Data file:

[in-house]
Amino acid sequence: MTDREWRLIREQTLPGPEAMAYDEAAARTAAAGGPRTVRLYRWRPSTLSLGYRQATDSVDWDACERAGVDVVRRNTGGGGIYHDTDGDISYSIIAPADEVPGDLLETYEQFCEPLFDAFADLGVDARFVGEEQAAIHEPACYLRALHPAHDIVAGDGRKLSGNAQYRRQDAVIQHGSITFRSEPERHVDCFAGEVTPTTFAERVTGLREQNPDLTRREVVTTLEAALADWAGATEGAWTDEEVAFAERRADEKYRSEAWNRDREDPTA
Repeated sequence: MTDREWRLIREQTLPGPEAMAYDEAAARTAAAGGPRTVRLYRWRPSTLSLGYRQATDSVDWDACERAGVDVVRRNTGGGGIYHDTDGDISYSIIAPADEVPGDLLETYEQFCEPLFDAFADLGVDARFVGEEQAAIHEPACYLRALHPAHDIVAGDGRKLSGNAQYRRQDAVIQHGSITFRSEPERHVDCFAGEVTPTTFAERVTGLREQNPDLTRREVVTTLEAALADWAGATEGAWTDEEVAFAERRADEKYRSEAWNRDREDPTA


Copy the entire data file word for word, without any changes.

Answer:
[in-house]
Amino acid sequence: MTDREWRLIREQTLPGPEAMAYDEAAARTAAAGGPRTVRLYRWRPSTLSLGYRQATDSVDWDACERAGVDVVRRNTGGGGIYHDTDGDISYSIIAPADEVPGDLLETYEQFCEPLFDAFADLGVDARFVGEEQAAIHEPACYLRALHPAHDIVAGDGRKLSGNAQYRRQDAVIQHGSITFRSEPERHVDCFAGEVTPTTFAERVTGLREQNPDLTRREVVTTLEAALADWAGATEGAWTDEEVAFAERRADEKYRSEAWNRDREDPTA
Repeated sequence: MTDREWRLIREQTLPGPEAMAYDEAAARTAAAGGPRTVRLYRWRPSTLSLGYRQATDSVDWDACERAGVDVVRRNTGGGGIYHDTDGDISYSIIAPADEVPGDLLETYEQFCEPLFDAFADLGVDARFVGEEQAAIHEPACYLRALHPAHDIVAGDGRKLSGNAQYRRQDAVIQHGSITFRSEPERHVDCFAGEVTPTTFAERVTGLREQNPDLTRREVVTTLEAALADWAGATEGAWTDEEVAFAERRADEKYRSEAWNRDREDPTA